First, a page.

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Before discussing what religion can contribute, it may be helpful to ask what it is that mankind needs. The simple answer is that all human beings, in fact all beings, constantly seek to find happiness and to overcome problems and avoid suffering. No matter what particular problems individual people or groups of people may face, whether they are rich or poor, educated or uneducated, what is equally common to all is the wish for lasting happiness. As human beings we all have a physical body, which at times gives rise to sickness and other problems, and we all have emotions, such as anger, jealousy and greed, while on the positive side we have love, compassion, kindness, tolerance and so forth. These are all part of human nature. Likewise, everyone wants happiness and does not want suffering.

Today, due to progress in science and technology many people throughout the world experience some material improvement in their lives and benefit from facilities and opportunities that their forefathers never even dreamt of. However, if we ask whether this material development has really eliminated human suffering, the answer is no. Basic human distress remains. People continue not to get what they want and find themselves in unpleasant circumstances. Despite greater comfort people experience loneliness, frustration and mental restlessness.

Of the problems which face mankind as a whole, some, like natural disasters, floods and drought for example, we can do nothing about, but other problems are man-made. They include conflicts that arise between human beings over issues of race, ideology, religious faith and so forth. This is very sad, for whatever race a person belongs to he or she is primarily a member of the human family. With regard to ideology and religion, these things are intended to bring benefit to people and not to be a ground for antagonism and violence. It is important to remember that the purpose of different ideologies, religious systems and so forth is to serve human beings and fulfill their needs. In this century alone there have already been two great world wars and many local conflicts, while killing continues to go on all around us all the time. In the meantime we all live under the nuclear threat, largely because of ideological conflicts.

Another category of man-made problems concerns the relations between people and the earth or the environment, problems of ecology and pollution. Whatever difficulties deforestation and pollution of the earth, water and air may present to our generation, they are clearly going to be much worse in the future unless something is done. And something can be done, because these are all problems made by I man and thus can be unmade or at least reduced if we, choose.

There is no question that material development is good for mankind and provides many necessary benefits. But we have reached a point where it would be worthwhile examining whether there are areas of development other than the material one alone as I have already mentioned. There are certain side-effects of material development: there is an increase of mental unease, worry and fear, and this in turn sometimes expresses itself in violence. There is a decline in human feeling. For example, although it is true to say there has always been fighting throughout history; there is a difference between the hand-to-hand fighting between individuals in the past and the remotely controlled warfare of the present. If you were to try to kill someone with a knife it would naturally be difficult because you have to be able to cope with seeing his blood, his anguish and hearing his screams of pain; natural restraint arises. But if you use a rifle with telescopic sights it is so much easier, almost as it is if it did not concern you. The victim is unaware of you, you simply aim, and pull the trigger, look away and it is done. Of course, the situation is even worse with regard to nuclear and other remotely controlled weapons. What is lacking here is a sense of human feeling, a sense of responsibility.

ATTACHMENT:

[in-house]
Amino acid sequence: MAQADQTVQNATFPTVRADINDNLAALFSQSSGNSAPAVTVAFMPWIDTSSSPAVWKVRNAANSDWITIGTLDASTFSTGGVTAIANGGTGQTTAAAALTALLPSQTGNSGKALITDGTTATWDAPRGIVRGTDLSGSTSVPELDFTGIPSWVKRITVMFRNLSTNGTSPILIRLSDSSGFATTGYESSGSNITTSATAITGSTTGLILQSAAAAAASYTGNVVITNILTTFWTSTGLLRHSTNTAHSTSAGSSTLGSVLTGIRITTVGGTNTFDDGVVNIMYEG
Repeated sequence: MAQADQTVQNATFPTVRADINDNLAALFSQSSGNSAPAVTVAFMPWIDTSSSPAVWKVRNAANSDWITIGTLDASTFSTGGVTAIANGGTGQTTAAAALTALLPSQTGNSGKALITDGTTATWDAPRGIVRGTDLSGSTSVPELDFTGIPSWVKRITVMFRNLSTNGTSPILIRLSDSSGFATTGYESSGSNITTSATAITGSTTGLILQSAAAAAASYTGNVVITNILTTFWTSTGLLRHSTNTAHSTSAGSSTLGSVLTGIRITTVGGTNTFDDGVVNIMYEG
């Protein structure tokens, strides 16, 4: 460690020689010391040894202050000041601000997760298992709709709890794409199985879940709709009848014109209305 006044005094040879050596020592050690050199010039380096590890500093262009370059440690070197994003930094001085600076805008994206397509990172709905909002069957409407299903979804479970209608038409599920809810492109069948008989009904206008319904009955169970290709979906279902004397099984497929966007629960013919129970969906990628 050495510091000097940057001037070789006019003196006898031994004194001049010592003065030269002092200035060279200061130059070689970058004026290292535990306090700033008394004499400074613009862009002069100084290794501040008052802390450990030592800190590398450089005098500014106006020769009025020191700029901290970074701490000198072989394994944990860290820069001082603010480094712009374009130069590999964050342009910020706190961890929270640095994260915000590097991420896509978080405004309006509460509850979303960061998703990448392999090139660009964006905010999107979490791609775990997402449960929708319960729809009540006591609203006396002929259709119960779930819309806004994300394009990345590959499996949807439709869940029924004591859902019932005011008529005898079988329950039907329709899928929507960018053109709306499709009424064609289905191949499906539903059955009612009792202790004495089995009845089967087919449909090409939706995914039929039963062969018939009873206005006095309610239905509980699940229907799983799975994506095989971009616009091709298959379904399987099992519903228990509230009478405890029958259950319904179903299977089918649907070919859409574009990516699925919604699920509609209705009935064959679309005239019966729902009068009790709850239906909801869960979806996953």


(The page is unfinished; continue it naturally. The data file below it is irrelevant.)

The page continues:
If we look carefully at human beings we will find that besides the physical aspect, there is another very effective factor - consciousness or mind. Wherever there is a human being there is always consciousness. So, in order to reduce man-made problems the human mind is a key factor. Whether they are problems of economics, international re­lations, science, technology, medicine, ecology or what­ever, although these seem to be issues beyond anyone indi­vidual’s control, the central point is still human motivation. If the motivation is careless or poorly considered, problems will arise; if the motivation is good then the consequent ac­tion will develop in a positive way.

It seems that although the intellect, the ‘brain’ aspect of human beings has been much developed and put to use, we have somehow neglected the ‘heart’ aspect, by which I mean the development of a good heart, love, compassion, kindness and forgiveness. Due to this lack of heart, al­though we may have much material progress, it does not provide full satisfaction or mental peace. What is needed is mental development along with material development – if these are combined we shall all feel happier and calmer. The key point is developing a basic human feeling, which means genuine sincerity, genuine openness, genuine love and kindness and respect for others as brothers and sisters.